COLLINS v. CAMINETTI

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District Court of Appeal, Second District, Division 2, California.

COLLINS v. CAMINETTI.

Civ. 14205.

Decided: December 13, 1943

Sherman & Sherman and Chas. R. Thompson, all of Los Angeles, for appellant. Robert W. Kenny, Atty. Gen., and John L. Nourse, Deputy Atty. Gen., for respondent.

From an order denying petitioner's application for a writ of mandate directing the Insurance Commissioner of the State of California to annul his order suspending petitioner's license to act as a life insurance agent for the period of six months, petitioner appeals.

The evidence being viewed in the light most favorable to respondent, the essential facts are:

Petitioner had been engaged for approximately thirty years in the business of a life insurance agent and was licensed by the Insurance Commissioner of California to act as such agent. He was an agent for the Great States Life Insurance Company, which company had previously been placed in conservatorship, and was also an agent for the Pacific National Life Insurance Company. Petitioner was charged with having made misrepresentations relative to the condition of the Great States Life Insurance Company to various policyholders of that company for the purpose of inducing such policyholders to surrender or lapse their policies in the Great States Life Insurance Company and take out policies in other life insurance companies, and he was ordered to show cause why his license should not be revoked.

Petitioner urges reversal of the judgment on the ground that there is not any substantial evidence to sustain the charge that he made misrepresentations relative to the condition of the Great States Life Insurance Company for the purpose of inducing policyholders to surrender their policies in such company and take out policies in other insurance companies.

This proposition is untenable and is governed by this rule of law:

When a finding of fact is attacked on the ground that there is not any substantial evidence to sustain it, the power of an appellate court begins and ends with a determination as to whether there is any substantial evidence contradicted or uncontradicted which will support the finding of fact. (Estate of Winzeler, 42 Cal.App.2d 246, 248, 108 P.2d 720; 2 McK.Dig. (1930), page 701, Appeal and Error, sec. 1235.)

Applying the foregoing rule to the facts in the instant case, an examination of the record discloses substantial evidence together with inferences which the trial judge may have reasonably drawn therefrom to sustain the questioned findings and each and every finding upon which the judgment was necessarily predicated. For example, it is conceded that on August 15, 1940, the Insurance Commissioner was appointed conservator of the Great States Life Insurance Company and as a result of the Commissioner's operation of the company expenditures were reduced approximately 40 per cent and the company showed a profit of approximately $3,000 for the year of 1941 after paying about $10,000 in dividends to policyholders.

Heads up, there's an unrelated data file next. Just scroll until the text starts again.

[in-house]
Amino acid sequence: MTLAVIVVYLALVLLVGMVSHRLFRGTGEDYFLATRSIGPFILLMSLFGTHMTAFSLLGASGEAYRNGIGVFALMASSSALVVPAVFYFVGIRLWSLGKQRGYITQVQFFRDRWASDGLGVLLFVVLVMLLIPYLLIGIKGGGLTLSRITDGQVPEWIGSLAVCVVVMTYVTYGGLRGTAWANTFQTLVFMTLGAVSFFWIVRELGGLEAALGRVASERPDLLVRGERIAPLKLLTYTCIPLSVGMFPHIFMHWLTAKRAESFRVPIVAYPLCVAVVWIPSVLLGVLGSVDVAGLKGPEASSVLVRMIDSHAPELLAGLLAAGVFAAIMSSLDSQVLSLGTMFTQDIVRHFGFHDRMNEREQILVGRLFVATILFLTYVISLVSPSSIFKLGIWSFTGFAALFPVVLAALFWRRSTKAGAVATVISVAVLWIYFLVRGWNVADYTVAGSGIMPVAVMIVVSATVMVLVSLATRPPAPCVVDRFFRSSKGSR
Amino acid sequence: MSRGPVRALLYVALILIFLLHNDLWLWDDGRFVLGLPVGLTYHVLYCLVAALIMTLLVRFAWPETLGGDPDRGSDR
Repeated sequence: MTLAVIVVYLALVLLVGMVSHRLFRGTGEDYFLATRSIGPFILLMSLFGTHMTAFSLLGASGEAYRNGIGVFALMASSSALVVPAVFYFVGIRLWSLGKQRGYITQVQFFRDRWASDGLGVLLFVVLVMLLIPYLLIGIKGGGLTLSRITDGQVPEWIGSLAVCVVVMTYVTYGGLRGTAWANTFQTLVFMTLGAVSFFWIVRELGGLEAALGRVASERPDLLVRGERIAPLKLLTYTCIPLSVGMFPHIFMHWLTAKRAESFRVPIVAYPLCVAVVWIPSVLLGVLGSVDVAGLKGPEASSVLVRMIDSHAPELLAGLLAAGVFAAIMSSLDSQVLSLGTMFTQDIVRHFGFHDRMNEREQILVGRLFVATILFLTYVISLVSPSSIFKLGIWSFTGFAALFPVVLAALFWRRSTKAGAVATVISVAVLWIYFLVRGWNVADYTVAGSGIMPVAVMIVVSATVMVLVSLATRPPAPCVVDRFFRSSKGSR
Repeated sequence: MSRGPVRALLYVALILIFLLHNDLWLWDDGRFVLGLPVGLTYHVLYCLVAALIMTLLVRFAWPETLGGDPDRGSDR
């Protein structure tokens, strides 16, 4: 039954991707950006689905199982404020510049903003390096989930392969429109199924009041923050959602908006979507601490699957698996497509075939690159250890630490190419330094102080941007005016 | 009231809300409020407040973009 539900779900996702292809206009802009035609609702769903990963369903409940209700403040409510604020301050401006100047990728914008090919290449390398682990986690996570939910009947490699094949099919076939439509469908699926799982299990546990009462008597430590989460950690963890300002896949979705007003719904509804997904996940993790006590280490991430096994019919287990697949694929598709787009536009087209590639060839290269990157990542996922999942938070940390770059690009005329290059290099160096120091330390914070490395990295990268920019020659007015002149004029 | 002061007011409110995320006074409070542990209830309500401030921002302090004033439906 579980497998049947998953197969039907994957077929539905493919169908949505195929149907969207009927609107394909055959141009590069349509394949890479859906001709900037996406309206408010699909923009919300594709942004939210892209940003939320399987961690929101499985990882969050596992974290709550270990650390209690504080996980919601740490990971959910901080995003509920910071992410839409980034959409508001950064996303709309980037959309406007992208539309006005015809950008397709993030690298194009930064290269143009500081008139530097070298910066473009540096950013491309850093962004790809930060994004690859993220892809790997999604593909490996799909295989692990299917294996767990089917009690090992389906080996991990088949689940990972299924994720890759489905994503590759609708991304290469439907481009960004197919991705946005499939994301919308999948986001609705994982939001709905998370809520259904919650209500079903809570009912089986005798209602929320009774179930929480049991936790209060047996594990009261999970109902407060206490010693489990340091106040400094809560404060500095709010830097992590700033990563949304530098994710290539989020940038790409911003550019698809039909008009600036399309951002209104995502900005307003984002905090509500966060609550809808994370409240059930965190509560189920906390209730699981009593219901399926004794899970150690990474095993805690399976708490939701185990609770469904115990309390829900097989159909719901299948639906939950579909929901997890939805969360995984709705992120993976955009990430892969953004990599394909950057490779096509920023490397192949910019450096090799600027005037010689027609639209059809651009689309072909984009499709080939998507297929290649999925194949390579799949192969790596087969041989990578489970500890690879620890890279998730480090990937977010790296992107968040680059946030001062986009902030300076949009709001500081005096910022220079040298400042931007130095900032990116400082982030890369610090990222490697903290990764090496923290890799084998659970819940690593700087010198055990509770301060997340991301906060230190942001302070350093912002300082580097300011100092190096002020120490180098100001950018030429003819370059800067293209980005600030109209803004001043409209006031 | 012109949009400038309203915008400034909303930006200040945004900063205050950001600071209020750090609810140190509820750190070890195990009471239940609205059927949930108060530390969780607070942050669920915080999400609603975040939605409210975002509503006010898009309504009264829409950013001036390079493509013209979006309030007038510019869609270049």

Mr. Larson testified that about July 20, 1941, petitioner told him that the Great States Life Insurance Company was “on the rocks” or “about done”; that the man who was the head of both the Great States Life Insurance Company and the Pacific National Life Insurance Company was switching his clients to the Pacific National Life Insurance Company “for their protection”; that as a result of such statement, he (Mr. Larson) surrendered his policy in the Great States Life Insurance Company and applied for a policy in the Pacific National Life Insurance Company.

Mr. A. G. Matlick testified that he held an accident and health insurance policy in the Great States Life Insurance Company, also that he held a life insurance policy in the same company on the life of his ward, Clifford A. Jones, aged 13 years; that on May 14, 1941, petitioner told him that the Great States Life Insurance Company “was not what it should be at all” and that he should take other policies on the boy; that he would get no more dividends on the policy and probably would get nothing at all out of the policy; that as a result of these representations he (Mr. Matlick) dropped the two insurance policies in the Great States Life Insurance Company, and took one out in the Pacific National Life Insurance Company on the life of his ward.

Clearly the foregoing facts and testimony constituted substantial evidence to sustain the findings which are attacked as unsupported by the evidence.

Since section 781 of the Insurance Code, St.1935, p. 518, forbids the making of misrepresentations to a policyholder for the purpose of inducing him to lapse, surrender or forfeit his policy, and section 783 of the Insurance Code authorizes the Commissioner to suspend for not more than three years the license of an agent who has knowingly violated the provisions of section 781 of the Insurance Code, the Commissioner was justified in suspending petitioner's license for six months. The trial court, in view of the above evidence, properly refused to issue a writ of mandate directing the Insurance Commissioner to annul his order.

For the foregoing reasons, the judgment is affirmed.

McCOMB, Justice.

MOORE, P. J., and W. J. WOOD, J., concur.